With the weather getting colder, energy price hikes imminent and a tough economic climate, it’s now more important than ever for businesses to be aware of the energy they’re using. A lot of concern in the news surrounds consumers, but a commitment to reducing energy consumption doesn’t stop in the home – small businesses have a big role to play in this as well.
In a recent Carbon Trust report, 90% of the public want firms to commit to the average 3% per year emissions cut required for the UK to meet its 2050 climate change targets. However, only 7% of those surveyed believe business pledges concerning their climate change responsibilities and actions to reduce their impacts.
So how can your business really change the small things to make a big difference? As part of Energy Saving Week this week, I’ve pulled together the below tips to help bring about key energy efficiency savings from use of everyday office equipment.
- Lower the thermostat by 1° Celsius in day time. On average this will save 240 kg of CO2 emission, which means that 12 fewer trees have to be planted in order to compensate the total amount of CO2 emissions. (And a 10% reduction of your energy bill!)
- Tell your staff to avoid the stand-by mode on office screens because each computer (with flat screen monitor) that’s left on standby overnight and at weekends wastes £20 a year. That’s £200 – and 860kg of CO2 – for every 10 computers in your company!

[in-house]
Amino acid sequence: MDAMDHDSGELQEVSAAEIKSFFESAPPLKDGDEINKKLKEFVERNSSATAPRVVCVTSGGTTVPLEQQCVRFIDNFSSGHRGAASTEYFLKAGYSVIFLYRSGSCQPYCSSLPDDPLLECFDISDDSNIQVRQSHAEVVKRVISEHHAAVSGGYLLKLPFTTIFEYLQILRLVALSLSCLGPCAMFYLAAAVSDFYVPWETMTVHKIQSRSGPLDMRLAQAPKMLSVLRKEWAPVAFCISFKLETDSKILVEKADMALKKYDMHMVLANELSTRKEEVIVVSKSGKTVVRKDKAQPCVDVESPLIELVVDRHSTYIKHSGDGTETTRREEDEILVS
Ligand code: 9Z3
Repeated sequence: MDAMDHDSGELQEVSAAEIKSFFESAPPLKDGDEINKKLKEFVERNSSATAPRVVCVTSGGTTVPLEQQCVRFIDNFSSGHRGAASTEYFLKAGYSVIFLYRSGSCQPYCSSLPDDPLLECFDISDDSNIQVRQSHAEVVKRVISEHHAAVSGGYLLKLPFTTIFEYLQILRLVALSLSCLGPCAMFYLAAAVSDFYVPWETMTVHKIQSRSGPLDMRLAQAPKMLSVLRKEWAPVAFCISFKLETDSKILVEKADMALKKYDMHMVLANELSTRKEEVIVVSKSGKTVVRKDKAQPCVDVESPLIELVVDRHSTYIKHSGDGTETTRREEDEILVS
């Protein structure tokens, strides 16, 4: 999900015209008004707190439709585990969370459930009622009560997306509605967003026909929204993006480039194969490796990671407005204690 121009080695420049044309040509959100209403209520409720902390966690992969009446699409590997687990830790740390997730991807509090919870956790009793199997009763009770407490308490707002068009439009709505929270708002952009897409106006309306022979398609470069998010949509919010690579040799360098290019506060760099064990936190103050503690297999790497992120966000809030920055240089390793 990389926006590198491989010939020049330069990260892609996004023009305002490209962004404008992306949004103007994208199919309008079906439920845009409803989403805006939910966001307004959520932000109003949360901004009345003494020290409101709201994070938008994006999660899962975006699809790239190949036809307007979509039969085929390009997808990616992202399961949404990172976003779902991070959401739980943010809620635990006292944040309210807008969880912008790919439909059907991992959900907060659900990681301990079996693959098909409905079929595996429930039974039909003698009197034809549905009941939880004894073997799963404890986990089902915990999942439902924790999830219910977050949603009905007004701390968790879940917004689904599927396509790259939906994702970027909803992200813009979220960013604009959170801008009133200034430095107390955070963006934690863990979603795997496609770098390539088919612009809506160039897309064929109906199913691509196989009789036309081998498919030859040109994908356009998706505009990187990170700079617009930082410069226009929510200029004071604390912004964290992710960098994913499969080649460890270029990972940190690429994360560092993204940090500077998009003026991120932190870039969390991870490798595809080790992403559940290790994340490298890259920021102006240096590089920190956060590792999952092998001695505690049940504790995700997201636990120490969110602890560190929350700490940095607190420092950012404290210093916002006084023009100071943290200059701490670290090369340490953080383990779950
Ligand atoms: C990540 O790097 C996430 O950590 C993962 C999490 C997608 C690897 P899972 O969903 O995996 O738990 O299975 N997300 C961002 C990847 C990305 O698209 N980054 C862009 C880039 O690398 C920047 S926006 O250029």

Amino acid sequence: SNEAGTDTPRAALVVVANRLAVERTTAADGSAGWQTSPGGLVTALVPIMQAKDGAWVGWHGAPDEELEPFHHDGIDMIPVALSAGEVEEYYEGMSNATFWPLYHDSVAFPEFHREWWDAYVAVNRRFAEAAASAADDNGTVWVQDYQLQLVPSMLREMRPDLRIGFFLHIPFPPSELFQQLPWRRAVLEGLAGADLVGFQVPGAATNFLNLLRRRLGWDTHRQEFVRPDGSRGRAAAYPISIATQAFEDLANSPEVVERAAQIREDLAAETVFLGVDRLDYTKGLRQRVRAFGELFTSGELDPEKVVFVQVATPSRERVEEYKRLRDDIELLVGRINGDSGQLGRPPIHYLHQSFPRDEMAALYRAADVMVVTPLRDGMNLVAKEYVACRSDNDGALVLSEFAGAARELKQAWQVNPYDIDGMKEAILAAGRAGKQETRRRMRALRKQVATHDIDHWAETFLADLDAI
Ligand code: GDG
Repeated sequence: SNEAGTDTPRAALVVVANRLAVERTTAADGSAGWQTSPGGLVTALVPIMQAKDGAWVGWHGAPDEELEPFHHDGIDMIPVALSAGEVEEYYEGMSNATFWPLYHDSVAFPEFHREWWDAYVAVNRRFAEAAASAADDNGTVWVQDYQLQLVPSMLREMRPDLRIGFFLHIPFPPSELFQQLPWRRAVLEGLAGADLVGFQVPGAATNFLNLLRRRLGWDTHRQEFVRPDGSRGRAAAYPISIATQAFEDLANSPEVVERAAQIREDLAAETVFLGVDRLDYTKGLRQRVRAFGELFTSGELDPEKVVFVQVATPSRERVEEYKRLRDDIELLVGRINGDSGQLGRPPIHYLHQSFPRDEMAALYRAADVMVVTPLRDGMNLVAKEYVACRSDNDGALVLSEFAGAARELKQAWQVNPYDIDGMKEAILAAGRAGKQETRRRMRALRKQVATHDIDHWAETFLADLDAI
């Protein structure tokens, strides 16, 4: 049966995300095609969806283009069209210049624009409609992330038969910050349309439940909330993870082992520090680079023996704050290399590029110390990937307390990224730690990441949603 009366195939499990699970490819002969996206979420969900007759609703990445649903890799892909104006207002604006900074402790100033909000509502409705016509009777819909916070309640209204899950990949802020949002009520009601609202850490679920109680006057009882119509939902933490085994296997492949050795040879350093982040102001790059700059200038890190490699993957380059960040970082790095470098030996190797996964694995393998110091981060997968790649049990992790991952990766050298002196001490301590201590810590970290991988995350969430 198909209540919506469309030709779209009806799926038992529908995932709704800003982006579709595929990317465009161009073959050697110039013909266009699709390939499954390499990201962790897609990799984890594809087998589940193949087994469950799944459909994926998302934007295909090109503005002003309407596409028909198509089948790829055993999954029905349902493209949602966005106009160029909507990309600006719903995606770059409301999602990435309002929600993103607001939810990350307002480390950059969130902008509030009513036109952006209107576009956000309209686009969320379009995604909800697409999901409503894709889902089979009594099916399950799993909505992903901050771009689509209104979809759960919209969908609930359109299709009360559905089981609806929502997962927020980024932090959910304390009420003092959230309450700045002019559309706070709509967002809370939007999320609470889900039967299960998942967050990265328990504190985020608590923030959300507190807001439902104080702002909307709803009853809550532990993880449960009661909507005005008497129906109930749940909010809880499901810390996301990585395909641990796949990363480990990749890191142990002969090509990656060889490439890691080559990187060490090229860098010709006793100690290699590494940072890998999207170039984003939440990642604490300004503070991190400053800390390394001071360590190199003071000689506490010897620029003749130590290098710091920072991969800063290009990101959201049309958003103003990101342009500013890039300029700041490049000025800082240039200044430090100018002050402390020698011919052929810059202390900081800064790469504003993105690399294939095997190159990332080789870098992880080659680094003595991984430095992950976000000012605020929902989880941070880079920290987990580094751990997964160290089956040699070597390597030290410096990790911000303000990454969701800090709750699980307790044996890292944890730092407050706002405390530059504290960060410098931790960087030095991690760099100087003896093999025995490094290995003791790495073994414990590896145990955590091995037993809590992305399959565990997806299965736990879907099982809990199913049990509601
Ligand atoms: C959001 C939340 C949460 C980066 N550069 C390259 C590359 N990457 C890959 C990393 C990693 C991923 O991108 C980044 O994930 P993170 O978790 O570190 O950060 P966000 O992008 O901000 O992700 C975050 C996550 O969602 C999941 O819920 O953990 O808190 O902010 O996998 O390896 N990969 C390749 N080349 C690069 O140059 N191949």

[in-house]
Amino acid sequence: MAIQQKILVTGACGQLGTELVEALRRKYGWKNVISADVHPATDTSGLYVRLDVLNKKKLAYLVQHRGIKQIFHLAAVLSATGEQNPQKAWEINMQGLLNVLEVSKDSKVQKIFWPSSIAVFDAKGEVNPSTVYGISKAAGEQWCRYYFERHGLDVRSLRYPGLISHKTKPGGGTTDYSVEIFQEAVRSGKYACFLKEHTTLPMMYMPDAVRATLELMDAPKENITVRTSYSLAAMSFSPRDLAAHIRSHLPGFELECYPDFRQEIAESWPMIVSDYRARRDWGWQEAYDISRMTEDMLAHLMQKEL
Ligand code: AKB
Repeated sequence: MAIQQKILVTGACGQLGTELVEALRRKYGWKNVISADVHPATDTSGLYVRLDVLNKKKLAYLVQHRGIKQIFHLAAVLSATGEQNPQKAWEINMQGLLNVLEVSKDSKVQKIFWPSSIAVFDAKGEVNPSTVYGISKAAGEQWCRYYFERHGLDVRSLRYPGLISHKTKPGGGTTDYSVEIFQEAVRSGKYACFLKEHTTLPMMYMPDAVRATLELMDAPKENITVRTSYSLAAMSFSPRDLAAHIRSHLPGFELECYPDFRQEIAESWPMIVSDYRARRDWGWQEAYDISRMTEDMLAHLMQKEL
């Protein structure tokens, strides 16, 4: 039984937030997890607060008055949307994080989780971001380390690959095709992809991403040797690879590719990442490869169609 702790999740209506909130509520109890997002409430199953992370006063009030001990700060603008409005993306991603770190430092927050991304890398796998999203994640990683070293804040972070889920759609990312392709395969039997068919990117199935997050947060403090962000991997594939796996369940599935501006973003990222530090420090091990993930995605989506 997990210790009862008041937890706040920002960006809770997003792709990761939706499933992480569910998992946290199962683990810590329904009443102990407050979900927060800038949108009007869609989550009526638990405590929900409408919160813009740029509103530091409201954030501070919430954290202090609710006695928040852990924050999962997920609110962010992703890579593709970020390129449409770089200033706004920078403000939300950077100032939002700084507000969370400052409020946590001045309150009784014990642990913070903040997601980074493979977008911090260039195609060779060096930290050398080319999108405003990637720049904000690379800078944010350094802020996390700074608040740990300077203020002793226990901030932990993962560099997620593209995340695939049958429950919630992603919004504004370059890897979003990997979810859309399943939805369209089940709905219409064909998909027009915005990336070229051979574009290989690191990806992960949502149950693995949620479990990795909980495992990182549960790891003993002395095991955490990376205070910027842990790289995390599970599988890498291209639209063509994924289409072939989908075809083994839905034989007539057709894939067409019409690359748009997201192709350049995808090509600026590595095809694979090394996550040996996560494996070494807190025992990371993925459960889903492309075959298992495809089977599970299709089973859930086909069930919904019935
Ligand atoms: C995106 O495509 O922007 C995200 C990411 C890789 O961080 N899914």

- Make sure your office manager has the correct print audit software so you can determine the real printing needs of the users on your network, and install the most appropriate and efficient printing solution.
- Consider alternative technology. Rather than using a laser printer, look to Business Inkjet printers as a solution. Some, for example, deliver up to 80% lower power consumption than a comparative laser printer.
- If your business has a large fleet of laser printers, consider using one universal driver. This one driver for all printers will only need one interface, allowing for consistent environmentally-friendly settings such as double sided printing.
- Consider a projector rather than a TV screen for meeting room displays. The energy consumption of a projector is the same regardless of screen size. If you have several projectors within your organisation, think about having them networked. This allows the projectors to be centrally managed and maintained from one point, with automated scheduling possible to ensure they are only using power when needed.
- When choosing a stand alone scanner look for one with an LED light source. This often uses less power than a traditional scanner and, with no warm up time, it’s faster to use as well.
- In the summer use a ventilator, otherwise known as an air-cooling system, rather than air conditioning. A ventilator can reduce the temperature by 2° to 5° Celsius and can use as little as one sixtieth the energy of an air-conditioning machine.